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Following this description I have implemented a Bayesian logistic regression (BLR) model on some data.

Lets say I have this kind of data:

    Sex  Age Success prob
1   Male  18       1  0.2
2   Male  31       0  0.5
3 Female  27       1  0.7

And I fitted my BLR model without using prob. If we assume that these "prob" probabilities is the true probability for success is there a good, scalable, way to compare my model probabilities with these?

As far as I know, graphical methods where we draw samples from the posterior and look how far away they are from prob only works for one observation at a time. I'm looking for something that scales better, preferably something that can be automated completely or to some extend.

Here are a few ideas I have come up with:

  1. Find the MAP and compare it with prob using simple linear regression

  2. Turn prob into a Bayesian model and compare this model to my BLR model using Bayes factor

I'm not sure how to do this. I'm thinking that would be a single parameter Bayesian logistic model with a non informative (Jeffreys?) prior. Likelihood function would be Bernoulli($y_i; p_i$) where $y_i$ is the success outcome and $p_i$ prob.

Method 1) feels very underwhelming for some reason.

So, I have two questions:

  1. What do you think about method 2, will it work as intended? Or will there be too much information loss?

  2. Is there any other way to do this? Keywords to search for?

Thanks in advance.

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    $\begingroup$ If the probabilities are some sort of gold standard, then why not make a calibration plot? $\endgroup$ – Demetri Pananos Apr 25 at 15:11
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I don’t exactly have an answer for you. I have done things like you are trying to do as a demonstration of the properties of statistics, but not for any type of validation. It makes me wonder what you are doing and why.

Let me begin with an observation as well. You are proposing using an uninformative prior distribution for this project. The first difficulty that may be created is that your posterior may not sum to unity. It may not end up being a probability distribution. That is only assured with proper priors. Improper priors are not guaranteed to result in proper probabilities. The second is that I am not sure what you are going to gain by doing that.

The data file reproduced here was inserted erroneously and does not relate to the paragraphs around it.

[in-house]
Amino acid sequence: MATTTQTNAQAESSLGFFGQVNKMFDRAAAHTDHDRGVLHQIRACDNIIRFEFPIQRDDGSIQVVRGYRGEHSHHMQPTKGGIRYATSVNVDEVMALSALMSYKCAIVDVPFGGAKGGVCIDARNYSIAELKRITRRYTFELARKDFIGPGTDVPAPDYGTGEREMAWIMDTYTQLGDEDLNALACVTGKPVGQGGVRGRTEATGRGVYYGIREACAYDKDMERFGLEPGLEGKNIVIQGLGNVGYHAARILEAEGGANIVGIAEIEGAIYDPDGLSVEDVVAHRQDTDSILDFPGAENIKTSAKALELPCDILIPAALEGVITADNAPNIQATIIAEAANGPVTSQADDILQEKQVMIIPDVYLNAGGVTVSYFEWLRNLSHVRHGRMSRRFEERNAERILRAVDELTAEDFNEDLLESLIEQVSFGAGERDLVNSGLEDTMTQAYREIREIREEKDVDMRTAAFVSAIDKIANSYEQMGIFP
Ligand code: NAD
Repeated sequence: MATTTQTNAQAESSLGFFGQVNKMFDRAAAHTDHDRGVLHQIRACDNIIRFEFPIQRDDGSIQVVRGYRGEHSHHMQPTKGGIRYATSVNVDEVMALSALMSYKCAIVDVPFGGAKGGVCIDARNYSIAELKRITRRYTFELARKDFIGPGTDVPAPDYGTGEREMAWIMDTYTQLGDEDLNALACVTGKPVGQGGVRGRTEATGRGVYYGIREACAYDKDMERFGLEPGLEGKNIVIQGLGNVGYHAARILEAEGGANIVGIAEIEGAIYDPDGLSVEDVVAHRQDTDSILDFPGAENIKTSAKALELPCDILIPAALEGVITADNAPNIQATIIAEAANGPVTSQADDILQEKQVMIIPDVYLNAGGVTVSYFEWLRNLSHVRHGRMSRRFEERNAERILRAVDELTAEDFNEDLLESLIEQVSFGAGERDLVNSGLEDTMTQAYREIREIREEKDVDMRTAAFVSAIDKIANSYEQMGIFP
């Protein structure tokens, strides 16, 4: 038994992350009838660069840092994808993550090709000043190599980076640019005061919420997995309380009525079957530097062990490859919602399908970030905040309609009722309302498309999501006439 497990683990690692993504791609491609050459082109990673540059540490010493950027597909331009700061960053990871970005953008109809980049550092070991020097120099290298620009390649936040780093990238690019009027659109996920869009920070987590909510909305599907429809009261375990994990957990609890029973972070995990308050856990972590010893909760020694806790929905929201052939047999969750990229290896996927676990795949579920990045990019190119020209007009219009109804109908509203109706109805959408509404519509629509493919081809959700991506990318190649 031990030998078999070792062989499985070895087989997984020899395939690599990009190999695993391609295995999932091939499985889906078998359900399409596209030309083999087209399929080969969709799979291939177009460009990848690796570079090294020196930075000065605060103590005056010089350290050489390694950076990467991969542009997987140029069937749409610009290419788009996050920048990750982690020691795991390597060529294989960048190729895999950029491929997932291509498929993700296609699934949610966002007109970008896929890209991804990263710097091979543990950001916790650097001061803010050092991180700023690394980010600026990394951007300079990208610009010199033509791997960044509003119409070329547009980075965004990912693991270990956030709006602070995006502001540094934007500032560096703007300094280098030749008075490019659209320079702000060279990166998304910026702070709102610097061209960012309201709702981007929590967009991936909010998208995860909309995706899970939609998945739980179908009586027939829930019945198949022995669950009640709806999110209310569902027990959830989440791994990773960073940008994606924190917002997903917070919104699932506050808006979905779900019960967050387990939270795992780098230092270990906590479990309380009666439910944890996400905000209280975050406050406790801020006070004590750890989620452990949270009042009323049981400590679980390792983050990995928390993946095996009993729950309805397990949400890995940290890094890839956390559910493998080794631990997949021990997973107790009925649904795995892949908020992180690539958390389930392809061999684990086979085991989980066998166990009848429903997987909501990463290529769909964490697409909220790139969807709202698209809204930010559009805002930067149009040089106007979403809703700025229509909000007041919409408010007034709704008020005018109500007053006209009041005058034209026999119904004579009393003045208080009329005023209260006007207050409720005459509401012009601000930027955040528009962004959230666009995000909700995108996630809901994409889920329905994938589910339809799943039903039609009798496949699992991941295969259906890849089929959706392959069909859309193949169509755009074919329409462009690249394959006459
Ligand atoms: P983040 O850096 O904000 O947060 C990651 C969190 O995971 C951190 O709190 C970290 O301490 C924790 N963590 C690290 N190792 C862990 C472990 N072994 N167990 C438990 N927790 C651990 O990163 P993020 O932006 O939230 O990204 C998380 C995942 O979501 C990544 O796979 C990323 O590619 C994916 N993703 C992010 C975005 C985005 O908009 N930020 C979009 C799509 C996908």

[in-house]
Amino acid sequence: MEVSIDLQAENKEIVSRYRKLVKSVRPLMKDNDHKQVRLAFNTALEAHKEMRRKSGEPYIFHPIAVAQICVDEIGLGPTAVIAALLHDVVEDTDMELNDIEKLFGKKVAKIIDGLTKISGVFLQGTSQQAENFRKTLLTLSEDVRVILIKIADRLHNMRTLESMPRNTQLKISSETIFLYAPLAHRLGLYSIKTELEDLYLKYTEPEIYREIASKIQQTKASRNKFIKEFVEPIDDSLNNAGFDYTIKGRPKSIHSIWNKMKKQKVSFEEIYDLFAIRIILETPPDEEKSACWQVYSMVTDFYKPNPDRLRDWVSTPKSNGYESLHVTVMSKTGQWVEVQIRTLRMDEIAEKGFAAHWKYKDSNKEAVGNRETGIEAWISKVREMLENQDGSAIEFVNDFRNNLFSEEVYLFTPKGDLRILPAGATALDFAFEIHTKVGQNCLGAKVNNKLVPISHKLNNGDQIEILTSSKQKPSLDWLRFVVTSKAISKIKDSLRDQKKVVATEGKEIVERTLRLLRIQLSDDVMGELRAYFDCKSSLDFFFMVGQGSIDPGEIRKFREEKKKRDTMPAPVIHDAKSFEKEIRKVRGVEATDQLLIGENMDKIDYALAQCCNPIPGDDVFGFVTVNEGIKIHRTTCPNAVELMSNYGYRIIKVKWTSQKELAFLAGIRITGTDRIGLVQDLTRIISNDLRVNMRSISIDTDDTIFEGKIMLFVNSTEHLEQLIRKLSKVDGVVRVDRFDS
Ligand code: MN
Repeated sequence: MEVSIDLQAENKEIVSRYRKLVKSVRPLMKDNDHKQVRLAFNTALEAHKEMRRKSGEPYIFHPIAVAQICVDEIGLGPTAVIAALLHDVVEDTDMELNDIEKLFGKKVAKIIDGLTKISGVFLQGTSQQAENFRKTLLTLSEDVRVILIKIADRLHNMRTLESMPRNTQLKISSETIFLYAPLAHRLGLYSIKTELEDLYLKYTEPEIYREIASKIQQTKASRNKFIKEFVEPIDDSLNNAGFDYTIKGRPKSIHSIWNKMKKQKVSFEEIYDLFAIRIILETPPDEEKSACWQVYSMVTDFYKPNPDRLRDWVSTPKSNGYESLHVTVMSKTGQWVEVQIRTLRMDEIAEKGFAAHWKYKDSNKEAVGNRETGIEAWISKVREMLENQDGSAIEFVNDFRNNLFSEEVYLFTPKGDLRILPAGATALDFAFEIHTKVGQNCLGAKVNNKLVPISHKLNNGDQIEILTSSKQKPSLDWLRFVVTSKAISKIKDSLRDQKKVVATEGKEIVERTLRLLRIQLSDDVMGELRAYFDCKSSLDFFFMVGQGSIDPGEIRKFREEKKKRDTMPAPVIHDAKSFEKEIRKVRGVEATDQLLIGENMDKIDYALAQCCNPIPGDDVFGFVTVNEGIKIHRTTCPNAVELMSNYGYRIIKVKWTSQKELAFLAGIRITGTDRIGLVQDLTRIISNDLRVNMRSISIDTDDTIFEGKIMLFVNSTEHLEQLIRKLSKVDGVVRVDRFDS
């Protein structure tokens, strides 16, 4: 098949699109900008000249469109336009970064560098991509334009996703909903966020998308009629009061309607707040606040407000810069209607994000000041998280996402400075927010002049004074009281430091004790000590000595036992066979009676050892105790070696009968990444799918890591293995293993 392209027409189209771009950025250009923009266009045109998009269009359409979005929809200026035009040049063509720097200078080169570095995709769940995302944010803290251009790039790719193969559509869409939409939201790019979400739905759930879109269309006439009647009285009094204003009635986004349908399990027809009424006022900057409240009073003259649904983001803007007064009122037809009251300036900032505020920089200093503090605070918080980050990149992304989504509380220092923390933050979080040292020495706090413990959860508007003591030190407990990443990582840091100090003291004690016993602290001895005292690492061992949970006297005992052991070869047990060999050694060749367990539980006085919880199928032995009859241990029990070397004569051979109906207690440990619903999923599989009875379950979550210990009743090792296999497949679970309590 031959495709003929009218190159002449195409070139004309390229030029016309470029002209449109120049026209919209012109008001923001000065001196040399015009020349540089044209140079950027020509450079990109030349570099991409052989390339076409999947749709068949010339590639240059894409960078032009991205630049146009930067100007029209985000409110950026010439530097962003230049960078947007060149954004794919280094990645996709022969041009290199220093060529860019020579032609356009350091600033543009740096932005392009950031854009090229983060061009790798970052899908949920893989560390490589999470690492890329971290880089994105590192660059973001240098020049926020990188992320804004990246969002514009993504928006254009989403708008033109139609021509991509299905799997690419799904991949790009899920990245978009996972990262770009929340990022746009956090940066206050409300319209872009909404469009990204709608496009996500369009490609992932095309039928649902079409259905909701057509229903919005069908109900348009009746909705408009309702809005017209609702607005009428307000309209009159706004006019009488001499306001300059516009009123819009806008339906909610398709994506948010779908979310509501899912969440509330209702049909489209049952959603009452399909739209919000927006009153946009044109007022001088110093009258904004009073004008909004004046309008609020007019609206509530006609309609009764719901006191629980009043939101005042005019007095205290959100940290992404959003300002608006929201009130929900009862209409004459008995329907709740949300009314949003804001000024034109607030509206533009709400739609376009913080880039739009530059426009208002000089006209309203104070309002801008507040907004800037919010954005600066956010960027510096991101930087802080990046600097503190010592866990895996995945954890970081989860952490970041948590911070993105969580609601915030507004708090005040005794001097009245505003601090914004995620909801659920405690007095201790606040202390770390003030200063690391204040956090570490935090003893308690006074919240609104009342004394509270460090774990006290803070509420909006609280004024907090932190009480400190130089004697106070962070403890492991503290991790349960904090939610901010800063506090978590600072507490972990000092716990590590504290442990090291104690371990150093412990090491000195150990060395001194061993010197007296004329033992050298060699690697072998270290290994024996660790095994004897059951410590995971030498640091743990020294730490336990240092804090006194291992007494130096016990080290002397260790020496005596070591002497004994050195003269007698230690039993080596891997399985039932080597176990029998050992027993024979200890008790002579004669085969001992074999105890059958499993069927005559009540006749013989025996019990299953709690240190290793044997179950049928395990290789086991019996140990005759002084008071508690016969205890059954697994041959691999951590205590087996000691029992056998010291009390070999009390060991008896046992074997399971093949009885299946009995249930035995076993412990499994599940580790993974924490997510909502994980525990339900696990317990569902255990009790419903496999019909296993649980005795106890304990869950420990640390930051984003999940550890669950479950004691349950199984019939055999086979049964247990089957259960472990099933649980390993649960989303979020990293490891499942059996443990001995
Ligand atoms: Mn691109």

Null hypothesis methods provide a guarantee to the performance of their estimators and do not include prior information. Bayesian methods have no performance guarantees.

If you were willing to use the MAP estimator, why not the MLE? At least with the MLE, you will get guarantees on your inference, and you do not have to worry about the model exploding due to a failure to integrate to unity.

With that said, if your posterior does integrate to unity or you use a proper prior, then your estimators cannot be first-order stochastically dominated by another estimator. That is to say, any other estimator will be as risky or riskier than the Bayesian one. On average, you will be as close or closer with a Bayesian estimator.

With all of that said, if you are creating a random set of data to check performance, then you should look at two things. The first one is how do the estimators perform when the sample is reasonably representative. The second one is how do the estimators perform when the sample statistics are far away from the population parameters?

Unbiased estimators minimize the maximum amount of risk you will be exposed to should you get an unrepresentative sample, while Bayesian estimators minimize your average loss.

There is any number of potential measures against a known parameter. You could find the distribution of the MAP estimator or the posterior mean around the true value. You could find the posterior variance around the parameter set. Each of those scales well.

I don’t think either 1 or 2 will do what you want.

I would take the points around the parameters from my MCMC set and then calculate what I needed, depending on my goal. As long as your set is large enough and converges, it should do what you want.

You should strongly consider using proper a proper prior distribution with real information in it, or consider using a non-Bayesian method.

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